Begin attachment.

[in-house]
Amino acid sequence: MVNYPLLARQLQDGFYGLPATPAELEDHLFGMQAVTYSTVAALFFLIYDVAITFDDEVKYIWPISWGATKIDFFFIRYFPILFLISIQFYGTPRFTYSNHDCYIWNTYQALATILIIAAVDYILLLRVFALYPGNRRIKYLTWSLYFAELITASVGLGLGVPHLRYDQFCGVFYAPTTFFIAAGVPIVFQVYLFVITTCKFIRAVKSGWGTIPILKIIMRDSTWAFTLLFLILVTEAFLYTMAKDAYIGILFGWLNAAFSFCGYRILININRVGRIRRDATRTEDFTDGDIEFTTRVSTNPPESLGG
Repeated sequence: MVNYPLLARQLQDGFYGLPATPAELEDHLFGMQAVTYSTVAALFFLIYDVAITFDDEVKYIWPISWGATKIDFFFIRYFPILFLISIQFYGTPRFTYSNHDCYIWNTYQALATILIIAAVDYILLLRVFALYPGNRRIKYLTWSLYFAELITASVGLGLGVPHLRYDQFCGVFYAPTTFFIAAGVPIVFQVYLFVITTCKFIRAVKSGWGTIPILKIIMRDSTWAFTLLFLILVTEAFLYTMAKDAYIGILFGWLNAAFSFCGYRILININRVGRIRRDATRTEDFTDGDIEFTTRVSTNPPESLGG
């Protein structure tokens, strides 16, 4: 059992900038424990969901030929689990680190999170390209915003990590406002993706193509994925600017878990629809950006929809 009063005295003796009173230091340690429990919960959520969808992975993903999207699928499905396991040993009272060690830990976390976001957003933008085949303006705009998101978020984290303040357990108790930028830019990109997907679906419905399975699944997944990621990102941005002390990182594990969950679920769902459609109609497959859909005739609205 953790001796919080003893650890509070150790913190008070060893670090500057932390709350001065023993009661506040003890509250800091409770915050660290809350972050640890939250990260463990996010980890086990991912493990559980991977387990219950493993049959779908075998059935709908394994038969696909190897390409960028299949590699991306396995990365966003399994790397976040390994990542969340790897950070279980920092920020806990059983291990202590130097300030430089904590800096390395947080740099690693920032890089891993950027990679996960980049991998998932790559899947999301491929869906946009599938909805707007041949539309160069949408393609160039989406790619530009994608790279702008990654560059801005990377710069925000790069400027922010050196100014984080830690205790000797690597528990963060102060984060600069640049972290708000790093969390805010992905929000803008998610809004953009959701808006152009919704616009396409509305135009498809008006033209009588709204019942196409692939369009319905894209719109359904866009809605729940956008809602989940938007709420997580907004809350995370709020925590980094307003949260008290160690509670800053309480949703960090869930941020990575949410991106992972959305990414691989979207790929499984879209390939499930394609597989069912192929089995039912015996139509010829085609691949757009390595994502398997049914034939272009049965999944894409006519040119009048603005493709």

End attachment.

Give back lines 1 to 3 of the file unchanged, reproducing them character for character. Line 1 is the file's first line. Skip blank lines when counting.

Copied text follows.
[in-house]
Amino acid sequence: MVNYPLLARQLQDGFYGLPATPAELEDHLFGMQAVTYSTVAALFFLIYDVAITFDDEVKYIWPISWGATKIDFFFIRYFPILFLISIQFYGTPRFTYSNHDCYIWNTYQALATILIIAAVDYILLLRVFALYPGNRRIKYLTWSLYFAELITASVGLGLGVPHLRYDQFCGVFYAPTTFFIAAGVPIVFQVYLFVITTCKFIRAVKSGWGTIPILKIIMRDSTWAFTLLFLILVTEAFLYTMAKDAYIGILFGWLNAAFSFCGYRILININRVGRIRRDATRTEDFTDGDIEFTTRVSTNPPESLGG
Repeated sequence: MVNYPLLARQLQDGFYGLPATPAELEDHLFGMQAVTYSTVAALFFLIYDVAITFDDEVKYIWPISWGATKIDFFFIRYFPILFLISIQFYGTPRFTYSNHDCYIWNTYQALATILIIAAVDYILLLRVFALYPGNRRIKYLTWSLYFAELITASVGLGLGVPHLRYDQFCGVFYAPTTFFIAAGVPIVFQVYLFVITTCKFIRAVKSGWGTIPILKIIMRDSTWAFTLLFLILVTEAFLYTMAKDAYIGILFGWLNAAFSFCGYRILININRVGRIRRDATRTEDFTDGDIEFTTRVSTNPPESLGG